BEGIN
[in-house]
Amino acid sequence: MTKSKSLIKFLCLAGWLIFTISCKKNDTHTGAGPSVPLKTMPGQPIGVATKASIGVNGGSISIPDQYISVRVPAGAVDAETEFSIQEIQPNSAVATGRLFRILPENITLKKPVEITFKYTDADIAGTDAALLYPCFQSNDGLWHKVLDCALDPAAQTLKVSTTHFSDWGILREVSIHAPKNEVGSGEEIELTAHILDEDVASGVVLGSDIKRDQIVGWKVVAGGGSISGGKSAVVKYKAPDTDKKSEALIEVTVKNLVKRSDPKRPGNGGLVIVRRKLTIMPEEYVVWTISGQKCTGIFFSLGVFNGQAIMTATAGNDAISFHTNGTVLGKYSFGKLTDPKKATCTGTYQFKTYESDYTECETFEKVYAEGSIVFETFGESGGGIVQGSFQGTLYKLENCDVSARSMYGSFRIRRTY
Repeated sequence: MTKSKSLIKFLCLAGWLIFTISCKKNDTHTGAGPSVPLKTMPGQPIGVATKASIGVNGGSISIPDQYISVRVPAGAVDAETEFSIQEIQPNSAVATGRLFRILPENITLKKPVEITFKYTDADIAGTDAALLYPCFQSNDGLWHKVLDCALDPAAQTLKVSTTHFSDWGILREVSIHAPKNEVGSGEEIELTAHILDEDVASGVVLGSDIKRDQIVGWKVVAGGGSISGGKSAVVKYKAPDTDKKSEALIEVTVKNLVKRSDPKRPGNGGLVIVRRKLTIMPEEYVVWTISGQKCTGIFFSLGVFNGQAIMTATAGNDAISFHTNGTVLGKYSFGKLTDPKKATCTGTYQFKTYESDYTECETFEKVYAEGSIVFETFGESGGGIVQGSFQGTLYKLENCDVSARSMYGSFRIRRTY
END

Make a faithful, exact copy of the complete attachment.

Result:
[in-house]
Amino acid sequence: MTKSKSLIKFLCLAGWLIFTISCKKNDTHTGAGPSVPLKTMPGQPIGVATKASIGVNGGSISIPDQYISVRVPAGAVDAETEFSIQEIQPNSAVATGRLFRILPENITLKKPVEITFKYTDADIAGTDAALLYPCFQSNDGLWHKVLDCALDPAAQTLKVSTTHFSDWGILREVSIHAPKNEVGSGEEIELTAHILDEDVASGVVLGSDIKRDQIVGWKVVAGGGSISGGKSAVVKYKAPDTDKKSEALIEVTVKNLVKRSDPKRPGNGGLVIVRRKLTIMPEEYVVWTISGQKCTGIFFSLGVFNGQAIMTATAGNDAISFHTNGTVLGKYSFGKLTDPKKATCTGTYQFKTYESDYTECETFEKVYAEGSIVFETFGESGGGIVQGSFQGTLYKLENCDVSARSMYGSFRIRRTY
Repeated sequence: MTKSKSLIKFLCLAGWLIFTISCKKNDTHTGAGPSVPLKTMPGQPIGVATKASIGVNGGSISIPDQYISVRVPAGAVDAETEFSIQEIQPNSAVATGRLFRILPENITLKKPVEITFKYTDADIAGTDAALLYPCFQSNDGLWHKVLDCALDPAAQTLKVSTTHFSDWGILREVSIHAPKNEVGSGEEIELTAHILDEDVASGVVLGSDIKRDQIVGWKVVAGGGSISGGKSAVVKYKAPDTDKKSEALIEVTVKNLVKRSDPKRPGNGGLVIVRRKLTIMPEEYVVWTISGQKCTGIFFSLGVFNGQAIMTATAGNDAISFHTNGTVLGKYSFGKLTDPKKATCTGTYQFKTYESDYTECETFEKVYAEGSIVFETFGESGGGIVQGSFQGTLYKLENCDVSARSMYGSFRIRRTY